A U.S. home-price index, based on repeat sales of single-family homes over time, fell 14.1 percent in the first quarter compared to the same quarter last year — a record in its 20-year history.

The Standard & Poor’s/Case-Shiller national index, which tracks more than 100 metro areas and covers about 70 percent of the country, declined 6.7 percent in the first quarter compared to fourth-quarter 2007.

During the 1990-91 housing recession, the annual rate for the national index hit bottom with a 2.8 percent decline, by comparison, according to the report.

A separate index that tracks monthly home-price changes for 20 metro areas across the country also set a new record with a 14.4 percent year-over-year decline in March.

The S&P/Case-Shiller price indices have their share of critics — some say the sampling of metro areas in the monthly index experience more dramatic price fluctuations than many other metro areas in the country, for example, and the market-specific index data may be thin at times and not reflective of all sales in a given market area.

The index data is based on price pairs for arms-length transactions and counts sales of bank-owned properties while excluding new homes.

A government house-price index, which is also based on repeat sales of homes, fell 3.1 percent year-over-year in the first quarter and dropped 1.7 percent compared to fourth-quarter 2007. When adjusted for inflation, the year-over-year decline in the first quarter translates to 7.7 percent.

That index, produced by the Office of Federal Housing Enterprise Oversight, is based on repeat transactions that involve conforming, conventional mortgages purchased or guaranteed by government-chartered entities Fannie Mae and Freddie Mac.

Because of this, the OFHEO index can show more moderate price declines than the Case-Shiller index, which considers repeat sales of homes for all loan types — even riskier subprime mortgage loans.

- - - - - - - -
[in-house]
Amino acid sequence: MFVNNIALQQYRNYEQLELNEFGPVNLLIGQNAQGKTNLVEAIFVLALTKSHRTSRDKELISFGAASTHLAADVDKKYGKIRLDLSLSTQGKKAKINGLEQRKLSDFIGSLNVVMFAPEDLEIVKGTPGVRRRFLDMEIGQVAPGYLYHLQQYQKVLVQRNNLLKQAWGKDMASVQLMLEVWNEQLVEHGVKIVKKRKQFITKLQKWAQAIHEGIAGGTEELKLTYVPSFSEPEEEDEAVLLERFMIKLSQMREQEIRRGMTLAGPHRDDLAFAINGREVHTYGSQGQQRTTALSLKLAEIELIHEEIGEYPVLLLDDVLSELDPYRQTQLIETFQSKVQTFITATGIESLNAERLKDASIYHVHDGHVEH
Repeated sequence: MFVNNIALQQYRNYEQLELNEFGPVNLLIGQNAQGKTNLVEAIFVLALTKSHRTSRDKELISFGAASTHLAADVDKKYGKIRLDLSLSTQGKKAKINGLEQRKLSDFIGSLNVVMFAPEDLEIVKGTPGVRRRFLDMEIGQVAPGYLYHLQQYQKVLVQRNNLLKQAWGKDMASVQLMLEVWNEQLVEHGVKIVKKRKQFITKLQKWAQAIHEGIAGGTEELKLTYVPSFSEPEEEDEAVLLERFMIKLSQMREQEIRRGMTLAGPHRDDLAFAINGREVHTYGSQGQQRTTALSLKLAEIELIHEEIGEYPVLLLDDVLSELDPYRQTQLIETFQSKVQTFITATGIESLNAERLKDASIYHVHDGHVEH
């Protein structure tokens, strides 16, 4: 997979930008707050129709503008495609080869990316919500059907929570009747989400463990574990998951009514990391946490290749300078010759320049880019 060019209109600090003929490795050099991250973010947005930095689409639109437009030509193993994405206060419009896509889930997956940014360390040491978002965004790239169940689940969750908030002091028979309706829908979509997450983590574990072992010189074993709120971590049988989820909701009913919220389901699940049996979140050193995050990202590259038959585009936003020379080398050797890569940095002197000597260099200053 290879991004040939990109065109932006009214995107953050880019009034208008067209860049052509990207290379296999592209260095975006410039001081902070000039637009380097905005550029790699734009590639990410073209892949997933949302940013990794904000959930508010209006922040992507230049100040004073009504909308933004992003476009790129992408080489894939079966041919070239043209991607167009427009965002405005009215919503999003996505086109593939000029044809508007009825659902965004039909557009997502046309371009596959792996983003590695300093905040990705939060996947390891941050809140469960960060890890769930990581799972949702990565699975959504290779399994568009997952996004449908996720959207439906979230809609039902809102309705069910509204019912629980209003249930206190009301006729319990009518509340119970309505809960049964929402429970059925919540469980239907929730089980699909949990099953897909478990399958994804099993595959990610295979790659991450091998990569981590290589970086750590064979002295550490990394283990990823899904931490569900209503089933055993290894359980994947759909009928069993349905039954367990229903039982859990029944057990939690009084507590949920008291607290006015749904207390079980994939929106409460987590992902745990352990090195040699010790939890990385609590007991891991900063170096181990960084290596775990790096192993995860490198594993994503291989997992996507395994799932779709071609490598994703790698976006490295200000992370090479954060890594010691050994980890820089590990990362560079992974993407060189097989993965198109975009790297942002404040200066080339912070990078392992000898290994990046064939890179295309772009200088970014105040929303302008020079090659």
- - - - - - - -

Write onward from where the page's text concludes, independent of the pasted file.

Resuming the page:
And another index, prepared by the National Association of Realtors trade group, found that the median price of single-family resale homes dropped at a record 7.7 percent year-over-year in the first quarter. That is based on data for 149 U.S. metro areas. NAR also reported that the median price declined 5.8 percent in the first quarter compared to the previous quarter.

In the latest S&P/Case-Shiller report, 19 of 20 metro areas in the monthly index had year-over-year index declines in March — Charlotte, N.C., saw a 0.8 percent rise from March 2007 to March 2008.

Las Vegas had the steepest index decline during that period, down 25.9 percent, followed by Miami, down 24.6 percent; and Phoenix, down 23 percent.

Dallas had a 1.1 percent gain in index value from February 2008 to March 2008 and Charlotte had a 0.2 percent gain. All of the other markets in the 20-metro area index had month-to-month index declines.

Miami had the largest month-to-month decline at 4.5 percent, followed by Las Vegas, down 4.4 percent; and Los Angeles, down 3.6 percent.

S&P/Case-Shiller Home Price Report, Q1 and March 2008


Q4 ’07-Q1 ’08

Q1 ’07-Q1 ’08





Feb. ’08-March ’08

March ’07-March ’08




























Las Vegas



Los Angeles









New York









San Diego



San Francisco









Washington, D.C.



Source: S&P/Case-Shiller


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